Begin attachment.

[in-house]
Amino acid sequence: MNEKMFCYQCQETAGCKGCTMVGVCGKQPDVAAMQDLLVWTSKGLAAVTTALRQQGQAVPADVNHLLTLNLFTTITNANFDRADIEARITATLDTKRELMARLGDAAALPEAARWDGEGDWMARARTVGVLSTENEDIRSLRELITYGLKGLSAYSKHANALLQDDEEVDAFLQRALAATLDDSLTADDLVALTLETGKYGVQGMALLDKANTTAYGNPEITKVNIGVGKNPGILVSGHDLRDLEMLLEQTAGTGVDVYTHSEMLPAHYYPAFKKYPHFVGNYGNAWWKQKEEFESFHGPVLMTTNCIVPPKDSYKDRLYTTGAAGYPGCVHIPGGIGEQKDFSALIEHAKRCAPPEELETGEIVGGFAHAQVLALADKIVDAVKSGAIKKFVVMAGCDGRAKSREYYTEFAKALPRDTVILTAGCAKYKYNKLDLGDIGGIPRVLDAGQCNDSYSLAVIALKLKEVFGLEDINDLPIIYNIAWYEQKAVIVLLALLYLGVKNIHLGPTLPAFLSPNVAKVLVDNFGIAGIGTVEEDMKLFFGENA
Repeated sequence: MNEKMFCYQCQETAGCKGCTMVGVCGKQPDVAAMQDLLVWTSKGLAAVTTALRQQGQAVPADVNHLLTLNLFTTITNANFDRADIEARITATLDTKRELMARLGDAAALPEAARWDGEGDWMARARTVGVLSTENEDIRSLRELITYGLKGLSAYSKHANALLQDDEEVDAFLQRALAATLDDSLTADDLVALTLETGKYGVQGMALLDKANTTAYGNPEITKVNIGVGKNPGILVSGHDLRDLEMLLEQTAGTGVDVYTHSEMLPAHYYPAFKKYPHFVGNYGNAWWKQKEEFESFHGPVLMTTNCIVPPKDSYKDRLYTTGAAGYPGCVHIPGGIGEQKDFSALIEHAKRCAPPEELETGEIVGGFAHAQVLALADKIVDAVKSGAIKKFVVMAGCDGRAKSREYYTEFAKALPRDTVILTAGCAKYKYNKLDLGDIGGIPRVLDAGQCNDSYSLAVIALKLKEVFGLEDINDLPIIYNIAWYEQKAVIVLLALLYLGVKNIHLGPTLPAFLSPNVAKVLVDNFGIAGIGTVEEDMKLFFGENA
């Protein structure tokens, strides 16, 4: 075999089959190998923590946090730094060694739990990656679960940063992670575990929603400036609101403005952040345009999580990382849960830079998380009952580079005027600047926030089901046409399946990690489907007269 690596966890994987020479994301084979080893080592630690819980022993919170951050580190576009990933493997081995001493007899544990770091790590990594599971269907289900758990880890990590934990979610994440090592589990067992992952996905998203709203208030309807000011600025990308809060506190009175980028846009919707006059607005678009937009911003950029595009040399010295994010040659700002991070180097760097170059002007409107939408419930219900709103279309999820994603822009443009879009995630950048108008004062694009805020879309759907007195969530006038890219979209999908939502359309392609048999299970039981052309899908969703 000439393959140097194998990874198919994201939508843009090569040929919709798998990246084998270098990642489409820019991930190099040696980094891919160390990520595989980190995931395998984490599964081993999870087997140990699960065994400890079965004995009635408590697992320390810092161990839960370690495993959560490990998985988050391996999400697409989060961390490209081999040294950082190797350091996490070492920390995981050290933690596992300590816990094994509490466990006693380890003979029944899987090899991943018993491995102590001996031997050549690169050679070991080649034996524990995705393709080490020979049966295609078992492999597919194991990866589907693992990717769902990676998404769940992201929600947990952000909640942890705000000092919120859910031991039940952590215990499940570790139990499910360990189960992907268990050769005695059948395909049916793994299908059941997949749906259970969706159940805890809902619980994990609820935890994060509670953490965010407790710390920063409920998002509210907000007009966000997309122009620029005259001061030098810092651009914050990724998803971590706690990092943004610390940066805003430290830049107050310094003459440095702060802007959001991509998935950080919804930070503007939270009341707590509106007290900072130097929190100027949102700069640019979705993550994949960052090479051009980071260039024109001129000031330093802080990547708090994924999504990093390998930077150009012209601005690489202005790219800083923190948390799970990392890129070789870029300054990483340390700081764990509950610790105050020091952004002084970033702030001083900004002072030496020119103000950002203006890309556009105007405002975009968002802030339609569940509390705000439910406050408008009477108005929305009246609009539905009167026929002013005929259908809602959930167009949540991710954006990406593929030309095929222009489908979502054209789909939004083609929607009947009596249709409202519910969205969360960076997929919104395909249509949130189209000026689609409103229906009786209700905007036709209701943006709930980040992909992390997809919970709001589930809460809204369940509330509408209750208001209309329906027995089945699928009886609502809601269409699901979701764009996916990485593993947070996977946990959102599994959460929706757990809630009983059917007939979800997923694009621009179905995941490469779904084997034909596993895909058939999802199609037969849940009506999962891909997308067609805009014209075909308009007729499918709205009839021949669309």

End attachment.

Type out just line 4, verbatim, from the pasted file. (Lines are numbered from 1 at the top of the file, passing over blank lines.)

């Protein structure tokens, strides 16, 4: 075999089959190998923590946090730094060694739990990656679960940063992670575990929603400036609101403005952040345009999580990382849960830079998380009952580079005027600047926030089901046409399946990690489907007269 690596966890994987020479994301084979080893080592630690819980022993919170951050580190576009990933493997081995001493007899544990770091790590990594599971269907289900758990880890990590934990979610994440090592589990067992992952996905998203709203208030309807000011600025990308809060506190009175980028846009919707006059607005678009937009911003950029595009040399010295994010040659700002991070180097760097170059002007409107939408419930219900709103279309999820994603822009443009879009995630950048108008004062694009805020879309759907007195969530006038890219979209999908939502359309392609048999299970039981052309899908969703 000439393959140097194998990874198919994201939508843009090569040929919709798998990246084998270098990642489409820019991930190099040696980094891919160390990520595989980190995931395998984490599964081993999870087997140990699960065994400890079965004995009635408590697992320390810092161990839960370690495993959560490990998985988050391996999400697409989060961390490209081999040294950082190797350091996490070492920390995981050290933690596992300590816990094994509490466990006693380890003979029944899987090899991943018993491995102590001996031997050549690169050679070991080649034996524990995705393709080490020979049966295609078992492999597919194991990866589907693992990717769902990676998404769940992201929600947990952000909640942890705000000092919120859910031991039940952590215990499940570790139990499910360990189960992907268990050769005695059948395909049916793994299908059941997949749906259970969706159940805890809902619980994990609820935890994060509670953490965010407790710390920063409920998002509210907000007009966000997309122009620029005259001061030098810092651009914050990724998803971590706690990092943004610390940066805003430290830049107050310094003459440095702060802007959001991509998935950080919804930070503007939270009341707590509106007290900072130097929190100027949102700069640019979705993550994949960052090479051009980071260039024109001129000031330093802080990547708090994924999504990093390998930077150009012209601005690489202005790219800083923190948390799970990392890129070789870029300054990483340390700081764990509950610790105050020091952004002084970033702030001083900004002072030496020119103000950002203006890309556009105007405002975009968002802030339609569940509390705000439910406050408008009477108005929305009246609009539905009167026929002013005929259908809602959930167009949540991710954006990406593929030309095929222009489908979502054209789909939004083609929607009947009596249709409202519910969205969360960076997929919104395909249509949130189209000026689609409103229906009786209700905007036709209701943006709930980040992909992390997809919970709001589930809460809204369940509330509408209750208001209309329906027995089945699928009886609502809601269409699901979701764009996916990485593993947070996977946990959102599994959460929706757990809630009983059917007939979800997923694009621009179905995941490469779904084997034909596993895909058939999802199609037969849940009506999962891909997308067609805009014209075909308009007729499918709205009839021949669309």